I’ve mentioned my best friend on multiple occasions simply because she’s my best friend and has been for most of my life. Our relationship is complicated in many ways, but today is her birthday and I’m going to pay homage to the woman that helped me be me.
For starters, my best friend is 11 years, 10 months, and 21 days older than me. And while most people would find this age difference to be a hinderance, it’s actually why we started hanging out. Also, she’s my first cousin on my mother’s side.
Even when my mother was married to my father, she was essentially a single parent. On top of that, my sister who is ten years older than me, had some issues during her teen years. This meant that my mom didn’t always have the time or money to dedicate to entertaining me. However, my cousin is a huge Disney fan and it just seemed better to take a little girl with her when she went to see the latest Disney cartoon movie at the theater and since she worked, she always offered to pay, which was a relief to my mother.
As we both aged and matured, we began to find things we had in common. She took me to my first Nine Inch Nails concert after getting permission to introduce me to the music. She had a touch of a wild streak that she included in me, nothing illegal, just different. She was helping me dye my hair wild colors in junior high. She kept reminding me that I was allowed to be different. I didn’t have to fit in. It was okay to be unique. For that, I am eternally grateful. It sustained me all through my high school years.
She’s read a ton of crappy books and short stories over the years, helping me improve my writing. She’s bought me books, told me about classes I could take, and even signed me up for Writer’s Digest one year as a birthday present. She’s also the one that convinced me to look into indie publishing.
We’ve reached that point where verbal communication isn’t always necessary. We can walk and give directions with eye contact and head nods. Sometimes she leads. Sometimes I lead. It always works out.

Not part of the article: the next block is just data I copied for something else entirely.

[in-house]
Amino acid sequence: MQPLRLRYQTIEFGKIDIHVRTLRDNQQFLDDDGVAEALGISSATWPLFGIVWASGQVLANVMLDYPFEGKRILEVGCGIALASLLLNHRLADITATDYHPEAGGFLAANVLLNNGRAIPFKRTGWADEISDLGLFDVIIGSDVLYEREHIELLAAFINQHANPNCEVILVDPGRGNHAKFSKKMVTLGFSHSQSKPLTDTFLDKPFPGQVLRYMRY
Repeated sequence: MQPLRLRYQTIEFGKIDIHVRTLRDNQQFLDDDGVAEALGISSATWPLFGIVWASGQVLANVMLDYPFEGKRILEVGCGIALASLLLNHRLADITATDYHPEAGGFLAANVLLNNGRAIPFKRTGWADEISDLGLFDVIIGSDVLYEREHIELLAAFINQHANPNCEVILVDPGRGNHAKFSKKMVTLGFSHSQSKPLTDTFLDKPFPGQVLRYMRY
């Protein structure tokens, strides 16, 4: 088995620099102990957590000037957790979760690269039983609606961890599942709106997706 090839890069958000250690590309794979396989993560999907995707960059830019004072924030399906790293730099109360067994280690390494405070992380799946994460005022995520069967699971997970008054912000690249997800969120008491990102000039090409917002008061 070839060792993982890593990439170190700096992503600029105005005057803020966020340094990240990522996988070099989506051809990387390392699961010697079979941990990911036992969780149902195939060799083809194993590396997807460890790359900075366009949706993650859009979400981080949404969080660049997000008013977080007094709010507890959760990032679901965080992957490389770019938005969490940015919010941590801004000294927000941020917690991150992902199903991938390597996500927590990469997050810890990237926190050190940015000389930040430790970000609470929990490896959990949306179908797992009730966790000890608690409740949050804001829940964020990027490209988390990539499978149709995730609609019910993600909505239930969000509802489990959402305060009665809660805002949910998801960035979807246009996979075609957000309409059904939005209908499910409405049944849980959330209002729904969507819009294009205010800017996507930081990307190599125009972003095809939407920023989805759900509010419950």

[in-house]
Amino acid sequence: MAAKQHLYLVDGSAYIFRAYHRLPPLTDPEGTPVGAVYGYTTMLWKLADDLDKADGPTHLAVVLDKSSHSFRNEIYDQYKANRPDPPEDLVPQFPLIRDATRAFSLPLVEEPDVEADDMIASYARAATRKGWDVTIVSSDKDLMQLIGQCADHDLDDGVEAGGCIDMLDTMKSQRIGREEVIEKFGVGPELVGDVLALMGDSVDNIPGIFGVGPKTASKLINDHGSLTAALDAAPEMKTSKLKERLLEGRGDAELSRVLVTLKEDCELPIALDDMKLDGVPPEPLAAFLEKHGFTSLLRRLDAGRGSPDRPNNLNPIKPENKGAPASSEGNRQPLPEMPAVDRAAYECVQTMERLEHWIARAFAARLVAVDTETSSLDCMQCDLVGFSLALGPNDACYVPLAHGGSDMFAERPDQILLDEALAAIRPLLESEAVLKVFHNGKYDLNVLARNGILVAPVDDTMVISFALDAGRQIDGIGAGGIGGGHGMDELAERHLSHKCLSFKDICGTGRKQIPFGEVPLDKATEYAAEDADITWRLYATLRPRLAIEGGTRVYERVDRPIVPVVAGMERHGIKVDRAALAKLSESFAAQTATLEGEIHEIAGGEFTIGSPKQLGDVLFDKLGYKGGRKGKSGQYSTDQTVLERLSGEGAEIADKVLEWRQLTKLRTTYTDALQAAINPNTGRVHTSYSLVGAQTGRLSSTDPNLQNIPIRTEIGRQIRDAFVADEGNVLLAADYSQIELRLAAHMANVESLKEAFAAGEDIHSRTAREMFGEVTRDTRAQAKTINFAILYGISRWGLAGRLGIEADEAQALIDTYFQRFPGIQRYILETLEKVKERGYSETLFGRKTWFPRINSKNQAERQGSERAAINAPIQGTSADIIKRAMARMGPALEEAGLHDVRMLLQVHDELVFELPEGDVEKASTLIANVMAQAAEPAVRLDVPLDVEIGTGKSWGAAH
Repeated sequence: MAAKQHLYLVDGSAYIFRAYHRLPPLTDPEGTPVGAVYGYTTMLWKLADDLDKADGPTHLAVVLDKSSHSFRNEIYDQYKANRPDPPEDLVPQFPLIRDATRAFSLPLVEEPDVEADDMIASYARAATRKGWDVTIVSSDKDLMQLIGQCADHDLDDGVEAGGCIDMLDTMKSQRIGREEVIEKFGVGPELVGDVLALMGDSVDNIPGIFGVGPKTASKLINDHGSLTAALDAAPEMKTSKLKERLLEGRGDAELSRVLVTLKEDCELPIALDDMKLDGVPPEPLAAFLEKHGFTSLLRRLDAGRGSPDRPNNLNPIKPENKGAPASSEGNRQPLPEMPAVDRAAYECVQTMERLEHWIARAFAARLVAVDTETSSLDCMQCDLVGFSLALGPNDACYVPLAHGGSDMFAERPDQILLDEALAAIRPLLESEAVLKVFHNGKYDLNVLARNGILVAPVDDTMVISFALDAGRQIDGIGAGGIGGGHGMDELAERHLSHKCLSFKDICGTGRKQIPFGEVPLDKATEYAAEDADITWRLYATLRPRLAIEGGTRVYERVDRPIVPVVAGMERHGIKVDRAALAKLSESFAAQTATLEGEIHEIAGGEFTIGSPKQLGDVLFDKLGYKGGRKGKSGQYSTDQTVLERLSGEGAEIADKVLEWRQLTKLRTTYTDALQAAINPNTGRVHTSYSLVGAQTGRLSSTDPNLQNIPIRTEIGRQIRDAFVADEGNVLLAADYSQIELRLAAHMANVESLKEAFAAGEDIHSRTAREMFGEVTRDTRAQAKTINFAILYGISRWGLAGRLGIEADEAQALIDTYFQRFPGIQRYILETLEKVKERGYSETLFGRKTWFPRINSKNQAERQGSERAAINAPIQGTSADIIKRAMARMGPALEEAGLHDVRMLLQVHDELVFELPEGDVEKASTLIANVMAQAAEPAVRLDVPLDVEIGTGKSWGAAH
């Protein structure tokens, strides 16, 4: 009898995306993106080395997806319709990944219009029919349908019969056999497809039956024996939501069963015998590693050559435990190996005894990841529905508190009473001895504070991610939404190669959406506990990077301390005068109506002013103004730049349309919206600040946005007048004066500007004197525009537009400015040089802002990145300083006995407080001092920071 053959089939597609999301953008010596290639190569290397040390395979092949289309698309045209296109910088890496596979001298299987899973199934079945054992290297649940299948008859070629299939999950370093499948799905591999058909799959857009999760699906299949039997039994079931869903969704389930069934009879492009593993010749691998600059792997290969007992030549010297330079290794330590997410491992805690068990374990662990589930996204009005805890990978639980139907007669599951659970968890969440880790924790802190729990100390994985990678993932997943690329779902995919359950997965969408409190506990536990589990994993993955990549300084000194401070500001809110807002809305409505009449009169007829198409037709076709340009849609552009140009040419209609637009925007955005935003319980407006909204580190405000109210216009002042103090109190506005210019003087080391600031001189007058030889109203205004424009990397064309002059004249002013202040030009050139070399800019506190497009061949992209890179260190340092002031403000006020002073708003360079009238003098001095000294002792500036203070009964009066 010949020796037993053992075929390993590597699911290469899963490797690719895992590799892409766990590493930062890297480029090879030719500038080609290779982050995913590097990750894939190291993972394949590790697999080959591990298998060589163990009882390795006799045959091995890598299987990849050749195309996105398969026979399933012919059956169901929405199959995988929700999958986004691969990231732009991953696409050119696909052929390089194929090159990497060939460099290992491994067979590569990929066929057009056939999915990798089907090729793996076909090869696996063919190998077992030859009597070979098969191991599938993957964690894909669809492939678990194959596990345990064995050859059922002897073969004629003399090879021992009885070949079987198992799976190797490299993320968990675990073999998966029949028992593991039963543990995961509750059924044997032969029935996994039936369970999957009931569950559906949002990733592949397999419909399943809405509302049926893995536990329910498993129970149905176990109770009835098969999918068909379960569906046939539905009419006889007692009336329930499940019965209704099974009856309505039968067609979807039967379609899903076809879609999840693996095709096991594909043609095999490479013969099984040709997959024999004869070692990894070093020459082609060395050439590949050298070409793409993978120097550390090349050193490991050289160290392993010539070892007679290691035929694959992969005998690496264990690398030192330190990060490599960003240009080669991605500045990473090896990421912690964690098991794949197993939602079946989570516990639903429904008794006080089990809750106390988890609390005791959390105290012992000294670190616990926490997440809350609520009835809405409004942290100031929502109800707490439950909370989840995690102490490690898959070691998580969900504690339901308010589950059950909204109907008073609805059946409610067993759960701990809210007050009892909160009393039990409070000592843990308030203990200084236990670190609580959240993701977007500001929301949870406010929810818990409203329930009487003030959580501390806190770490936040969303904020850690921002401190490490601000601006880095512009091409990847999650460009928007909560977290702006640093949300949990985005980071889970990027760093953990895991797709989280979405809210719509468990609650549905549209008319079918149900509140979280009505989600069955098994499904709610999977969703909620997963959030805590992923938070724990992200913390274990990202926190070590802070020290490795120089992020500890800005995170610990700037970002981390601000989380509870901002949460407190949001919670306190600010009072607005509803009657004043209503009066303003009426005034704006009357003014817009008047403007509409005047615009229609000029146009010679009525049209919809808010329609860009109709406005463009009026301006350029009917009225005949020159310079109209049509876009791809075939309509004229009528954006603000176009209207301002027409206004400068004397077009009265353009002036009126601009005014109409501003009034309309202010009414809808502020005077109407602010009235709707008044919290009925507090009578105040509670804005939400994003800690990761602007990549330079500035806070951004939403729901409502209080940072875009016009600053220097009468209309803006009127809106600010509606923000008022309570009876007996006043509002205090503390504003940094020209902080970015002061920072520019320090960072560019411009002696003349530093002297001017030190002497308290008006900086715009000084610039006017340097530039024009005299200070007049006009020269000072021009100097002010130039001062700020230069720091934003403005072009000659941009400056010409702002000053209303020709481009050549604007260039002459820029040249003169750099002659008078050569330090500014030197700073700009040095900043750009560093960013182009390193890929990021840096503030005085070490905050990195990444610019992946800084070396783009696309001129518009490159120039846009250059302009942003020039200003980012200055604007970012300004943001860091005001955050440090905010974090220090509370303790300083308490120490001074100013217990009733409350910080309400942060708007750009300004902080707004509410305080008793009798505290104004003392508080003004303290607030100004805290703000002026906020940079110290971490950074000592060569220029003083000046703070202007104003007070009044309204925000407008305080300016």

We can giggle uncontrollably about things that I’m not sure are actually funny. They are just funny to us for some unknown reason.
And we have a knack for making people uncomfortable around us. I’m not sure why, but people have commented on it to both of us. It doesn’t happen every time, but it does often enough. I once had one of her friends comment to me that they found me peculiar and that I made her peculiar. They said her personality became more intense and fiery when I was around. They also said that she seemed to let go of her alpha tendencies and follow me. I don’t know how much truth there is to that, but I find it strange that other people think she changes when I’m around.
Of course, I change around her too. I become funny. She brings out my wicked sense of humor and love of irony. She can also make me happy even when I’m miserable. It’s why I almost need her involved when I write a Dysfunctional Chronicle novella.
For several years, when I was just starting writing and had no extra money to spare, I put off seeing her. Mainly because it hurt my pride. I knew I could go to lunch or dinner with her and she’d pay, but I really hate that. Now that I’m making money, she lives in a different city three hours away… It’s a little hard to meet for lunch and a quick chat. I miss her terribly though. I think of her every day.
I feel no fear when she’s around. If anyone else had told me to self publish, I would have balked and found excuses, but it wasn’t someone else, it was her. So I did it, because she makes me brave. I have been in some shady neighborhoods after dark leaving concerts or shopping at the best leather store in Chicago. These are high crime areas and times, but I would be far more concerned about the person who attempted to mug us than us when we’re together.
Growing up, people always thought it was weird that I said I didn’t want kids. Or that I wasn’t sure about getting married. I didn’t have a wedding planned with fancy flowers and food I couldn’t pronounce. It just never interested me. Her and my mother were the only people that didn’t think it was a phase that I’d grow out of. And since she was childless and didn’t want children and not really interested in marriage anymore than buying salted slug earrings, she was someone I could talk to about it that understood.
The most important thing though, no matter how much of an asshole I am (and I can be a narcissistic asshat without realizing it), she still loves me. She just points out that I’m being a narcissistic asshat. And despite any and all disagreements we’ve ever had, I have never been able to stay mad at her for more than an hour. I have tried a few times, but I just couldn’t hold onto it. I always realized that it was never that important in the grand scheme of things, because I valued our friendship more than I valued being mad at her.
So Happy Birthday Bestie! It began with childhood adulation and turned into the most amazing journey I’ve ever had. All my greatest stories start with “B and I…”.